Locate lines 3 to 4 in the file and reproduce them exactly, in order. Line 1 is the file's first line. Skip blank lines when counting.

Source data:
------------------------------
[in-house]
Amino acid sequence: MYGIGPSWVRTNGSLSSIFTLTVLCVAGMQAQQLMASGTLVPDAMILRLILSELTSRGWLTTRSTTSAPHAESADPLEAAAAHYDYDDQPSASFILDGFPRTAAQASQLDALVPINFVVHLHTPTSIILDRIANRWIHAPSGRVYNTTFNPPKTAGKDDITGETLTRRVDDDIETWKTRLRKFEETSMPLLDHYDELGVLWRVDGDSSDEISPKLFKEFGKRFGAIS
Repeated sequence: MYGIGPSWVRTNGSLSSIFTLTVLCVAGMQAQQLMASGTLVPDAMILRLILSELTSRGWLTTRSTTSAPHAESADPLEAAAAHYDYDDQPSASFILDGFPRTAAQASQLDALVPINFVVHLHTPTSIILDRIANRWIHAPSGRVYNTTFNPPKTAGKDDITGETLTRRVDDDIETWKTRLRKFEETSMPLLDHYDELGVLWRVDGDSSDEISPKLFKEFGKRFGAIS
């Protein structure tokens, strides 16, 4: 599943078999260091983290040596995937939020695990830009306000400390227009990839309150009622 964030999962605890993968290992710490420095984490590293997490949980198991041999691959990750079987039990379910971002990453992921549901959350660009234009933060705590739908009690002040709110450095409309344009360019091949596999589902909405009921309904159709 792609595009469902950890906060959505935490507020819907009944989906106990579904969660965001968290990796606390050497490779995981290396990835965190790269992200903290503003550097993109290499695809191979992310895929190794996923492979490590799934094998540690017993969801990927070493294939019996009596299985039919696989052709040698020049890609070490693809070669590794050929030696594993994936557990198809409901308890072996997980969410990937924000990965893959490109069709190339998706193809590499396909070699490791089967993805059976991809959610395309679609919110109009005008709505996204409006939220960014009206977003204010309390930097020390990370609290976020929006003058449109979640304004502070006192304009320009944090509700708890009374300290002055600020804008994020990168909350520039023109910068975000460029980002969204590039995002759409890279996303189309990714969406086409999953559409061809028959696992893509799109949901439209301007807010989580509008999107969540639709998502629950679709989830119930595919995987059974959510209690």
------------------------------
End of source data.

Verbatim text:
Repeated sequence: MYGIGPSWVRTNGSLSSIFTLTVLCVAGMQAQQLMASGTLVPDAMILRLILSELTSRGWLTTRSTTSAPHAESADPLEAAAAHYDYDDQPSASFILDGFPRTAAQASQLDALVPINFVVHLHTPTSIILDRIANRWIHAPSGRVYNTTFNPPKTAGKDDITGETLTRRVDDDIETWKTRLRKFEETSMPLLDHYDELGVLWRVDGDSSDEISPKLFKEFGKRFGAIS
């Protein structure tokens, strides 16, 4: 599943078999260091983290040596995937939020695990830009306000400390227009990839309150009622 964030999962605890993968290992710490420095984490590293997490949980198991041999691959990750079987039990379910971002990453992921549901959350660009234009933060705590739908009690002040709110450095409309344009360019091949596999589902909405009921309904159709 792609595009469902950890906060959505935490507020819907009944989906106990579904969660965001968290990796606390050497490779995981290396990835965190790269992200903290503003550097993109290499695809191979992310895929190794996923492979490590799934094998540690017993969801990927070493294939019996009596299985039919696989052709040698020049890609070490693809070669590794050929030696594993994936557990198809409901308890072996997980969410990937924000990965893959490109069709190339998706193809590499396909070699490791089967993805059976991809959610395309679609919110109009005008709505996204409006939220960014009206977003204010309390930097020390990370609290976020929006003058449109979640304004502070006192304009320009944090509700708890009374300290002055600020804008994020990168909350520039023109910068975000460029980002969204590039995002759409890279996303189309990714969406086409999953559409061809028959696992893509799109949901439209301007807010989580509008999107969540639709998502629950679709989830119930595919995987059974959510209690």